Early Telephone Systems Operated In Local Towns

In 1924, the Atlanta Constitution reported that a Ray City entrepreneur would purchase the Hahira telephone system.

Atlanta Constitution
March 8, 1924, Pg 8
RAY CITY MAN BUYS HAHIRA PHONE SYSTEM

    Hahira, Ga., March 7. – (Special.)  M.G. Melton, of Ray City, Ga., has purchased the Hahira telephone system from the Bank of Hahira, and will assume management at once.
    The system is comprised of 225 telephones, with rural lines running into adjacent communities, as well as being connected by the Southern Bell system for long distance service.

Unidentified 1920s Georgia switchboard operator. Vanishing Georgia, Georgia Archives, Office of Secretary of State. http://cdm.sos.state.ga.us/u?/vg2,7216

Unidentified young man, 1920s Georgia switchboard operator. Vanishing Georgia, Georgia Archives, Office of Secretary of State. http://cdm.sos.state.ga.us/u?/vg2,7216

By the time of Melton’s Hahira investment, Ray City also had a well established telephone system.

Ray City Public Service Company

Some time prior to 1919, the Ray City Public Service Company served as the telephone company for Ray City, Georgia.  It is said that the first telephone in town was installed at the drugstore that later became the Victory Soda Shop.  Ike Fender and Gillie Ann Cowart were among the town’s first telephone operators.

The Report of the Comptroller-General of the State of Georgia for the year ending December 31, 1922 shows that the Ray City Public Service Company had 16 miles of telephone poles and 75 miles of telephone wire.  The company paid $9.50 for telephone company taxes, and the  total value of the company property was $1,900.00.   In the Report of the Comptroller-General of the State of Georgia for the year ending December 31, 1925, the company name is give as Ray City Telephone Company. The total value of the company property was $1,888.00, and the company paid $9.44 in state taxes.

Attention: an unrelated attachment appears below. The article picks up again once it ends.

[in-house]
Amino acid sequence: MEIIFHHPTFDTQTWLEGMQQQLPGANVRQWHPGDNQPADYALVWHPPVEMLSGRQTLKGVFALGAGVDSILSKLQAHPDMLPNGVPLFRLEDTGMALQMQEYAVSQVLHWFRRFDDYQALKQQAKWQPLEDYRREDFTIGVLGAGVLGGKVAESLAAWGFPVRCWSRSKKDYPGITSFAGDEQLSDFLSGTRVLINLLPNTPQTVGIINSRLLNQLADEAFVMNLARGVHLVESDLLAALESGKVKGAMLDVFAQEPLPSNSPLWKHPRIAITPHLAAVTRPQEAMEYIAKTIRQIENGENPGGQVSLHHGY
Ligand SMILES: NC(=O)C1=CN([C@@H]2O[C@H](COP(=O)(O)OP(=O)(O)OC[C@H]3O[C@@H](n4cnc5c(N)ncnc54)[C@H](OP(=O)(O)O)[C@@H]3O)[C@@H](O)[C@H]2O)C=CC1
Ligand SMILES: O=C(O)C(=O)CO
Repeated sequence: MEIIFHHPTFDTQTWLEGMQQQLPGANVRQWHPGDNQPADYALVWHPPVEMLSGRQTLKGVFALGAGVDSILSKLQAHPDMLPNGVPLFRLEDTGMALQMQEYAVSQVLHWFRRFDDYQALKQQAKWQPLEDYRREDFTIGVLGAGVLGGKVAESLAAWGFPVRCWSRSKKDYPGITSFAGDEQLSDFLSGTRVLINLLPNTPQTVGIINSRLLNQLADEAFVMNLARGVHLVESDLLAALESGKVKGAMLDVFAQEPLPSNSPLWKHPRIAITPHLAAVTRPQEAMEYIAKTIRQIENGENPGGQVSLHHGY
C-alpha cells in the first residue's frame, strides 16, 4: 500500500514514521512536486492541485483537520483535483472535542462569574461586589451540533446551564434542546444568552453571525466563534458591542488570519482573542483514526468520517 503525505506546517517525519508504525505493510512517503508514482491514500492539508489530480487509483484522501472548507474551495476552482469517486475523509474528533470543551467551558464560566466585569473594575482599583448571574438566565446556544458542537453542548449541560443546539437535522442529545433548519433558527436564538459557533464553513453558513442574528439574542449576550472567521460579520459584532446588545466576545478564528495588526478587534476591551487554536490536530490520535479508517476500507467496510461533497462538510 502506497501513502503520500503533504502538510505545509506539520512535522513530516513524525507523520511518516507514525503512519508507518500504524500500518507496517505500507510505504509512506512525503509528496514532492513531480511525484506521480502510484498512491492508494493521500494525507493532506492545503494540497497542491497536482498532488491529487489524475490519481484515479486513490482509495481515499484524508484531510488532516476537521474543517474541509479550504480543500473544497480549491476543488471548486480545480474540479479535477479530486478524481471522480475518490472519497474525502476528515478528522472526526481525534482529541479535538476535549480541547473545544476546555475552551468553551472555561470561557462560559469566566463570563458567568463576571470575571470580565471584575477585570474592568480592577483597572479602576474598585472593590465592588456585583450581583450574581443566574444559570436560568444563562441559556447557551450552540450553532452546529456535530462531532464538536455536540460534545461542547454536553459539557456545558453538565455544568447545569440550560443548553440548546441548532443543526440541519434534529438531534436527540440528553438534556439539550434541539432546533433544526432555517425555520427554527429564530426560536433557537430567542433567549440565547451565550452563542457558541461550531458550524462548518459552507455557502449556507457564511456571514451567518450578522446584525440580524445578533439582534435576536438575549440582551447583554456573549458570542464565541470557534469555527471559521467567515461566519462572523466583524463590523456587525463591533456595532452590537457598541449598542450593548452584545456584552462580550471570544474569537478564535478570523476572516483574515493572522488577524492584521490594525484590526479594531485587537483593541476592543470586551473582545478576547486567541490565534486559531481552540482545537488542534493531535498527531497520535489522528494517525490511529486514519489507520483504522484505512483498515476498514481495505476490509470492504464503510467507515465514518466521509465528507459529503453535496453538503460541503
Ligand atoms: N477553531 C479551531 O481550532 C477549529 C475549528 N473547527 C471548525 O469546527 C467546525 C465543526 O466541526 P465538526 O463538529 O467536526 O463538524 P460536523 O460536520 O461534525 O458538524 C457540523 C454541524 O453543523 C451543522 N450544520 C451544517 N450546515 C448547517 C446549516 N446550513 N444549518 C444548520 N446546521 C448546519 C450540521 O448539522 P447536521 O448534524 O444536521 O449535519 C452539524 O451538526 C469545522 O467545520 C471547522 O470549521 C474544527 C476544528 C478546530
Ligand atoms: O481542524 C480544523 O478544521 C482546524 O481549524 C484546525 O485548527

Later, M.G. Melton relocated to Hahira, but continued his commercial investments in Ray City.  An earlier post told of his intention to operate a telephone exchange in Ray City.

Ray City News, Jan 3, 1929
M.G. Melton Buys A. Turner Brick Bldgs.

   A transaction of much interest to the people of Ray City and surrounding  community is that in which Mr. M. G. Melton of Hahira purchased the two large brick buildings known as the Andrew Turner Buildings.  One of the buildings is two stories high and the top floor is needed for the telephone exchange.

In the 1930s, the Civilian Conservation Corps assisted with the construction of rural telephone lines. Eventually, the large telephone corporations bought out the local exchange operators.

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